Farewell, Stan Goldberg

RIP Stan Goldberg. Craig Yoe and Steve Thompson on a great guy and an incredible career.

By Craig Yoe and Steve Thompson

Anyone who had the pleasure of meeting him will tell you that Stan Goldberg was one of the nicest and most professional men in comics. For more than 50 years, he was rightfully respected for his breezy and amusing cartooning style but he was also highly revered as one of the great colorists of the Silver Age.

It was at Archie Comics where Stan spent the majority of his years in the business but he loved to tell stories about the early days of Marvel Comics where it was his coloring choices that decided the Fantastic Four would have blue uniforms, Spider-Man’s costume would be red and blue (or sometimes purple back in the day) and the Hulk would be a not so jolly green giant.





Stan told us for the book “Archie: A Celebration of America’s Favorite Teenagers”, “The first solo book I ever drew was Kathy the Teenage Tornado. It was a take-off on the teenage titles of the time.
You could say it was an Archie take-off, but there were dozens of titles coming out from other publishers,some of which I even worked on eventually,  Swing With Scooter, Leave it To Binky, and Debbi’s Dates at DC. At Marvel I did Patsy Walker, My GIrl Pearl, and Chili, but in the end it was Archie that survived.”



What he really became known for in the 1960s, however, was Millie the Model, following on that title in the footsteps of Dan DeCarlo after the latter had switched over to Archie Comics. At first, the strip had a more realistic art style but later on, with no warning to fans in those pre-Internet days, the style suddenly switched to a full-on Archie imitation and Stan was in his element!
Although he had done some work for Archie already, it was around this time that Stan G started getting regular jobs from them. In time, he would once again supersede Dan DeCarlo to become the most recognized Archie artist.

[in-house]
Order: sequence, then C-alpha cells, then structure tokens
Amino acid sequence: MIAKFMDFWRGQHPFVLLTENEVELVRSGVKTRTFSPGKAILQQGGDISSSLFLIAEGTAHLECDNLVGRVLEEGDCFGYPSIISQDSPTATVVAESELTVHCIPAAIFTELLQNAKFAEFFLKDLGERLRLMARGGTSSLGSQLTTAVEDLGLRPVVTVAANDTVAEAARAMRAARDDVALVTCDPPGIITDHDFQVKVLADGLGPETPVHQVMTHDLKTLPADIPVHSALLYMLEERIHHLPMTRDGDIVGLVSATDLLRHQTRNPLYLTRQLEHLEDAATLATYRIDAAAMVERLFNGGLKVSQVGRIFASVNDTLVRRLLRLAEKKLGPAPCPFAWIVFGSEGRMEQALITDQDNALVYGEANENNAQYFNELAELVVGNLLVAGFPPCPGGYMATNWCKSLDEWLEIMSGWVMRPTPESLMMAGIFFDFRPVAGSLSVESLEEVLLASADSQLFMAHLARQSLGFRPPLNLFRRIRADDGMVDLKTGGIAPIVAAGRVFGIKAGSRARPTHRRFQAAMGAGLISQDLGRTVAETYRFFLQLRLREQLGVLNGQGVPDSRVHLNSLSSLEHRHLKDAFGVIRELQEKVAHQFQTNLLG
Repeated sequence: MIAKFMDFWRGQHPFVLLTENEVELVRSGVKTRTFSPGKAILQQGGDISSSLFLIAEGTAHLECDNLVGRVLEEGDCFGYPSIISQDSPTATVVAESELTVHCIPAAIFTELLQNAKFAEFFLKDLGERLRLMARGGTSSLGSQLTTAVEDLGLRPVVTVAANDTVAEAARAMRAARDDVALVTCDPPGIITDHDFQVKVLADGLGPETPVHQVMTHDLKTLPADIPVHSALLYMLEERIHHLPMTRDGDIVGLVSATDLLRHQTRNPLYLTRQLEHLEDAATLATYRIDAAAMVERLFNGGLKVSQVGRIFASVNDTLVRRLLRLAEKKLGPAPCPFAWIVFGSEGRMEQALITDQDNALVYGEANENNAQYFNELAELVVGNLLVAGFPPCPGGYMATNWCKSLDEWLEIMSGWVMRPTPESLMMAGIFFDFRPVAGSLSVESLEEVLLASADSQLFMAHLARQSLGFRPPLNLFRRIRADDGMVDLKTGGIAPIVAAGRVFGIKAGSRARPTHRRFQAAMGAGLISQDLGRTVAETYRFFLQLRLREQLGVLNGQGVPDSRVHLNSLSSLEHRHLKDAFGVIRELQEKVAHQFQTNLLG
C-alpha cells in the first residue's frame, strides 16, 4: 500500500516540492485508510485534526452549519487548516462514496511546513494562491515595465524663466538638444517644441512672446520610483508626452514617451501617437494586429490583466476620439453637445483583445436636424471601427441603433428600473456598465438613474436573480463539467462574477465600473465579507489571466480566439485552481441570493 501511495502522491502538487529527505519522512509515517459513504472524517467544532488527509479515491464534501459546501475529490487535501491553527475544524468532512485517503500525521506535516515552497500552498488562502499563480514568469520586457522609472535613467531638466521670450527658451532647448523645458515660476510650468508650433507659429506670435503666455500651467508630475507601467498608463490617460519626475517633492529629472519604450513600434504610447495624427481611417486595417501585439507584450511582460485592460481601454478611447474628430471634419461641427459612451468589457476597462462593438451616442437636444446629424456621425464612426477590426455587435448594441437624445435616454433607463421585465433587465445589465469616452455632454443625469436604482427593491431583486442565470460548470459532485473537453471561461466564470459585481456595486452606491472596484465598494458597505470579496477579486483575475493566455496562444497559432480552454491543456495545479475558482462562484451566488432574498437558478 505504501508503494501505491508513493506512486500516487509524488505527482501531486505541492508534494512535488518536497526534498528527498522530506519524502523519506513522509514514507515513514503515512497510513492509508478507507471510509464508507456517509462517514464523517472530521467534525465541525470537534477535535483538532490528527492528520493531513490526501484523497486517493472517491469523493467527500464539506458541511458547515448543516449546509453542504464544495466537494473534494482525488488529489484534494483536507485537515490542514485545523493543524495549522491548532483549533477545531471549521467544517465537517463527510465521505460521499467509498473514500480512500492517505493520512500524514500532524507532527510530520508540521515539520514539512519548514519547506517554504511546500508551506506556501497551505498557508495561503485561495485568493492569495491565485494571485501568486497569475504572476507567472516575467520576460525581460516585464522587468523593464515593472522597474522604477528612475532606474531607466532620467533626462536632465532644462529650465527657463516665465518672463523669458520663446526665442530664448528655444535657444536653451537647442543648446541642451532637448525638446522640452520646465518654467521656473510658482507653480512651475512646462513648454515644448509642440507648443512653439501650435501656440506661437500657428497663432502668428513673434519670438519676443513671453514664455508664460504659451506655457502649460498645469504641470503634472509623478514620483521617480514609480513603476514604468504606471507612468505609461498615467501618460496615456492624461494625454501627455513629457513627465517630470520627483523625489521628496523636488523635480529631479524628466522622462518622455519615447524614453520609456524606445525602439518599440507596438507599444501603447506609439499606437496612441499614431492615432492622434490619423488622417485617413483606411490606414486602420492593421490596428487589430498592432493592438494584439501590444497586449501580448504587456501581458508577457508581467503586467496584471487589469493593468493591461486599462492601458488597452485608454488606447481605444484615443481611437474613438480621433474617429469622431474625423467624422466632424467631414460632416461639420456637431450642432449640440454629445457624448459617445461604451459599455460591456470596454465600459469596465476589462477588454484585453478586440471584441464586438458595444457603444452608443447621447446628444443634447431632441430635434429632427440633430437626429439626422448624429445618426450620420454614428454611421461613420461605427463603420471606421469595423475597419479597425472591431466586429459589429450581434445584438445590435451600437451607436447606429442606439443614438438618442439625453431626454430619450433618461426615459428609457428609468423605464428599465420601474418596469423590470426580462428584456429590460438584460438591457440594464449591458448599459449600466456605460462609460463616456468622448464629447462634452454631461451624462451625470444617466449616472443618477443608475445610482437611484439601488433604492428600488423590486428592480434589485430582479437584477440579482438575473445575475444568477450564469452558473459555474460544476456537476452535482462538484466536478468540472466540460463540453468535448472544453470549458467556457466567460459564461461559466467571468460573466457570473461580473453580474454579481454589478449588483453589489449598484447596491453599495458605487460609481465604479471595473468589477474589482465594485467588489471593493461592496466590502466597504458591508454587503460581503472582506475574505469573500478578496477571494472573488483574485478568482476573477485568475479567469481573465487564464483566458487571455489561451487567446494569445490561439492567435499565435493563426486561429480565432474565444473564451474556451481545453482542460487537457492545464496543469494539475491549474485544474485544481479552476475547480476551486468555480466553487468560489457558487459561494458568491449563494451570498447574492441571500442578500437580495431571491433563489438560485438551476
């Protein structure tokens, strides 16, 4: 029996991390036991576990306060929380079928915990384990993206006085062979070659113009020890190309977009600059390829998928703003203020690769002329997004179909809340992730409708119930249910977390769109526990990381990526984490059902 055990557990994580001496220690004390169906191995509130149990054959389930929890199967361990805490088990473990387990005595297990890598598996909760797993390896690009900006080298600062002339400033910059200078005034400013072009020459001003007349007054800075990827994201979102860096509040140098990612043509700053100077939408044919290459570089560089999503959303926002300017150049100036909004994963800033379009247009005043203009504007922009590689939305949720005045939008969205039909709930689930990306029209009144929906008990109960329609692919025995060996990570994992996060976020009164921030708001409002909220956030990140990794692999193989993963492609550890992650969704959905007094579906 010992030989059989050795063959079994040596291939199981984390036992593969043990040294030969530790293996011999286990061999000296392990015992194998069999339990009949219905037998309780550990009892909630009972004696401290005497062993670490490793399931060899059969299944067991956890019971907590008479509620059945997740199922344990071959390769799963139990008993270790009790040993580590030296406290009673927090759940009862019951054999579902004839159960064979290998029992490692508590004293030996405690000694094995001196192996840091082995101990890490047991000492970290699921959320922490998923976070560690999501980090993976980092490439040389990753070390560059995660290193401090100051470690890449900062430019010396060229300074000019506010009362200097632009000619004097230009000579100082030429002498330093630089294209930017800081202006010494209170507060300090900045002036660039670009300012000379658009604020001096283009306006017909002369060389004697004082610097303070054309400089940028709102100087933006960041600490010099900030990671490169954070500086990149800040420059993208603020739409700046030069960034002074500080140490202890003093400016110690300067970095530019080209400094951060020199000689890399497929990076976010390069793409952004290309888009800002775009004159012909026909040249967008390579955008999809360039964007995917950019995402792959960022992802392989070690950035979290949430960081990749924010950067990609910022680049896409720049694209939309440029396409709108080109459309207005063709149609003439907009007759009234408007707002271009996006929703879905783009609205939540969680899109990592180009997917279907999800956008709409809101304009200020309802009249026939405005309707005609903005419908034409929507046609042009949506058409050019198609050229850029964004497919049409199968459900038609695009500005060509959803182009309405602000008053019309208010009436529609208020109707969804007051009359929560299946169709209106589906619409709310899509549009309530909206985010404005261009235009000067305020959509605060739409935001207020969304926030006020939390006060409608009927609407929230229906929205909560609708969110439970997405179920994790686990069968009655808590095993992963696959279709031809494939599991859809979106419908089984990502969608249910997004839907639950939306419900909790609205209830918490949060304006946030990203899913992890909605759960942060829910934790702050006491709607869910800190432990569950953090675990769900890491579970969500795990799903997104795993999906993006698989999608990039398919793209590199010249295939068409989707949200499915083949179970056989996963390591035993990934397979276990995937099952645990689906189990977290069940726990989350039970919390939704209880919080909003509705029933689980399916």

A studied master of storytelling, all the while his drawing style was evolving, giving unique character to the Riverdale gang in ways no one had ever done before. His biggest success came as he started his sixth decade of drawing comic books. When Archie Comics decided to allow Archie to marry in a much publicized fantasy sequence, it was Stan Goldberg who was tapped to do the honors and the resulting collected volume proudly displayed his name.
Stan also had some smaller latter-day personal artistic triumphs that weren’t for Archie with the Jewish-themed Mendy and the Golem, the anti-bullying comic book, Rise Above, and Nancy Drew and the Clue Crew for Papercutz.
He was empowered by the energy of his fans at conventions and other personal appearances! Always smiling and always willing to do sketches, Stan Goldberg made a lot of new fans and made a lot of old fans happy on a regular basis in his later years and all of us who enjoyed his work over time—whether we knew it or not—are made lesser by his passing.
–Craig Yoe helms Yoe Books, http://www.yoebooks.com/
the acclaimed imprint of IDW and Steve Thompson is the popular and profuse blogger at http://booksteveslibrary.blogspot.com/

Author: 13th Dimension

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